The disadvantage of the first several probes which only allow for presenting an image in one plane, is that often times there is a requirement to present an image in another plane whether that plane be perpendicular to the first plane or at an oblique angle to the first plane. Thus, in order to accomplish this task, multiple probes are required. In the case of the biplanar probe, only two perpendicular views are presented, and no oblique views are possible. Further, it is to be understood that the two ultrasonic transducers in the biplanar probe are not positioned in the same location on the probe. Thus, in order to take images in two directions at the same position in the human body, the probe must be moved so that one and then the second sensor is properly positioned.
Accordingly, there is a need for a ultrasonic probe which is compact and which can allow for multiple imaging at any desired location.
The present invention is directed to overcoming the disadvantages of the prior art.
The present invention includes an ultrasonic probe capable of sending and receiving an ultrasonic signal. The probe includes an ultrasonic transducer and a mechanism for pivotally and rotationally mounting the ultrasonic transducer to a housing. The probe further includes a motor for pivoting the transducer and a device for operably connecting the motor to the mounting mechanism. The probe further includes a mechanism for rotating the transducer while the motor pivots the transducer.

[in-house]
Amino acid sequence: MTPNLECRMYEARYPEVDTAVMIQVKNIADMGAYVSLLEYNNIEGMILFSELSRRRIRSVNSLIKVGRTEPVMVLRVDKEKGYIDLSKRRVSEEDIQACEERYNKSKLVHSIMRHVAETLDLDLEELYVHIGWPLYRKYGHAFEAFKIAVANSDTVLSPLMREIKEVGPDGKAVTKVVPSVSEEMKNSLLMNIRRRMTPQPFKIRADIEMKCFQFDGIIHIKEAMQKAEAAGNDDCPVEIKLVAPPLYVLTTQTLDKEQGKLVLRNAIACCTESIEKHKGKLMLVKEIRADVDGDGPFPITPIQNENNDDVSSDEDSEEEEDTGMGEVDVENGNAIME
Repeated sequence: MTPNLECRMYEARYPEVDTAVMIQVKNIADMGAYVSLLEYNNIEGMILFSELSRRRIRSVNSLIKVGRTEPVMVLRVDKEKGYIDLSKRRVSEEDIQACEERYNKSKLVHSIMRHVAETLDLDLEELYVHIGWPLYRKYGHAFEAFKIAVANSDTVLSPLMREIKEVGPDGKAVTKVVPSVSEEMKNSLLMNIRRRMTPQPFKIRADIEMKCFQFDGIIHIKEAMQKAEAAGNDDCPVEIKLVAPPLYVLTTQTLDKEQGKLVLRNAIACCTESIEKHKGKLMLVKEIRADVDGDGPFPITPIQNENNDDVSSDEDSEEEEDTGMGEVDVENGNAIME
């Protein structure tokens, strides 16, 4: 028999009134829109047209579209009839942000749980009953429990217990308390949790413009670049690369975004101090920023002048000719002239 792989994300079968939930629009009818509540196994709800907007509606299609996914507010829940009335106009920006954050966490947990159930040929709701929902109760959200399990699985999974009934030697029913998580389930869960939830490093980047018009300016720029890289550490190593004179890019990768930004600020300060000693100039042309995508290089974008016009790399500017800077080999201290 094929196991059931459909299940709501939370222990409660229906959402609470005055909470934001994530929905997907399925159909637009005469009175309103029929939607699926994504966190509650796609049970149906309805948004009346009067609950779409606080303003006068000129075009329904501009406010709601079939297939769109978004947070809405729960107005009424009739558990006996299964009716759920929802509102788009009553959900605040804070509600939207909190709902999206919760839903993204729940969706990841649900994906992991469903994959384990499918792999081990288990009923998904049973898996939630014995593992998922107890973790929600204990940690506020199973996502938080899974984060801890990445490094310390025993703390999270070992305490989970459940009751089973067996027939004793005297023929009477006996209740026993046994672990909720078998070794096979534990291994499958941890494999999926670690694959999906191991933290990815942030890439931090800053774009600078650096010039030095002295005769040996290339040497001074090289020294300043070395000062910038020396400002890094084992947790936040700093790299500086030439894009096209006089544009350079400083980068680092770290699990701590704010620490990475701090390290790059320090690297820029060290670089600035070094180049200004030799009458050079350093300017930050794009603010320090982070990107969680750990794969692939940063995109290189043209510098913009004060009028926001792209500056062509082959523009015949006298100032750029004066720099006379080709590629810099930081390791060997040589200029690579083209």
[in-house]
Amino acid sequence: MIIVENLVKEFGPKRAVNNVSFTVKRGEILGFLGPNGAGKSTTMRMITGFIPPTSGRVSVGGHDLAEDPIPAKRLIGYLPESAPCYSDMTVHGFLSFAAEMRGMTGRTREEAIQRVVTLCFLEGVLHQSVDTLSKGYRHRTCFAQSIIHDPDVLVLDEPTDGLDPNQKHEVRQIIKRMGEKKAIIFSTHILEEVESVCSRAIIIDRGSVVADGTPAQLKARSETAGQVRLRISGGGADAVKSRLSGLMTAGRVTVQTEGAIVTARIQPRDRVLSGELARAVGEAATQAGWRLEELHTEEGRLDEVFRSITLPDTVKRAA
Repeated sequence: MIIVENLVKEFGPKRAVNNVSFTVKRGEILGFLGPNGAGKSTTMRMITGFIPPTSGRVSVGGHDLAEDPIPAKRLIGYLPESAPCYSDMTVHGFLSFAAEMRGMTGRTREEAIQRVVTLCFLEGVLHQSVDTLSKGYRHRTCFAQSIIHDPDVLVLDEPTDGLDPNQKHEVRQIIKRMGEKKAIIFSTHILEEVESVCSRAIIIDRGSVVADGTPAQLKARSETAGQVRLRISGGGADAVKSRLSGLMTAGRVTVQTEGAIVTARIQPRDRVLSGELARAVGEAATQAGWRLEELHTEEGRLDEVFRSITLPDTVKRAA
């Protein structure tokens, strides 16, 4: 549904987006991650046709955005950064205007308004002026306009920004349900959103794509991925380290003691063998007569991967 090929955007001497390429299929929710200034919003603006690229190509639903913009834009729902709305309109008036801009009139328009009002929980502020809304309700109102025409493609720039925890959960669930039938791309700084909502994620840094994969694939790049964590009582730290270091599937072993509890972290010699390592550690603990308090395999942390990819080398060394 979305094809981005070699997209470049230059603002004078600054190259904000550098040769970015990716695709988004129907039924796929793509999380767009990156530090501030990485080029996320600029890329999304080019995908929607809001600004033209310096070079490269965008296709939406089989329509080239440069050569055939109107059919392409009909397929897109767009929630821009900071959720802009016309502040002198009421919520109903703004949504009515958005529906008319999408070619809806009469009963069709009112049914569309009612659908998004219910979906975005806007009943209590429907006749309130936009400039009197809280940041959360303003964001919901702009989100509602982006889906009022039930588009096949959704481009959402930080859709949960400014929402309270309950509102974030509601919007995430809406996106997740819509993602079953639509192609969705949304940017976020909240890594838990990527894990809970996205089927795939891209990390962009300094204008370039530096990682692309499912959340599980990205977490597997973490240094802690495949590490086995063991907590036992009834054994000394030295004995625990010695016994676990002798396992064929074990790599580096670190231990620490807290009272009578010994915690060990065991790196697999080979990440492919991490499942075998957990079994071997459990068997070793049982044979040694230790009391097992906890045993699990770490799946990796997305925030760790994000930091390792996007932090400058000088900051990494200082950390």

The probe consequently provides for a transducer which can collect data to describe an image plane, which image plane can be represented on appropriate pictoral mechanisms such as, for example, a video monitor. As is evident from the above, the invention includes means for rotating the image plane so that images from one location on any desired plane can be obtained for the selected tissue under examination.